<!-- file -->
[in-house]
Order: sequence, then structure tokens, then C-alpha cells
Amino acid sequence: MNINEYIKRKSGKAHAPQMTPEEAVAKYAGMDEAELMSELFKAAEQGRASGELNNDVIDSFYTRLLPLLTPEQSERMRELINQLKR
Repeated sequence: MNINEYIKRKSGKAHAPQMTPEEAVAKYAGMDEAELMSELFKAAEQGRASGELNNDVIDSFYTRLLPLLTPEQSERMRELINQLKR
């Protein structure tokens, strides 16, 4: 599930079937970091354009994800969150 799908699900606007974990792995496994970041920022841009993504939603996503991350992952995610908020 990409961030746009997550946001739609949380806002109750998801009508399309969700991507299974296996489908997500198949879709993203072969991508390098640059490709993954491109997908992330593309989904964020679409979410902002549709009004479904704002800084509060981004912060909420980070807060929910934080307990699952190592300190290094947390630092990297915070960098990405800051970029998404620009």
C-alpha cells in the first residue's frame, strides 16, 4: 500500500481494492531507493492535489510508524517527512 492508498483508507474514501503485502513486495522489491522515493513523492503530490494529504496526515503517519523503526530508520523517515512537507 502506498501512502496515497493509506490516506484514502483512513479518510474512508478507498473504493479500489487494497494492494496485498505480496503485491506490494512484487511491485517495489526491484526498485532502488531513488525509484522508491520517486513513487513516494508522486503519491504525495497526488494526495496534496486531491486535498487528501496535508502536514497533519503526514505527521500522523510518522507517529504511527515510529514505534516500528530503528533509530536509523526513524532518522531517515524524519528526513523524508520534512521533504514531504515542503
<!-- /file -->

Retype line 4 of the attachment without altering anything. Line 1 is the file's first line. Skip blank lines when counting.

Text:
Repeated sequence: MNINEYIKRKSGKAHAPQMTPEEAVAKYAGMDEAELMSELFKAAEQGRASGELNNDVIDSFYTRLLPLLTPEQSERMRELINQLKR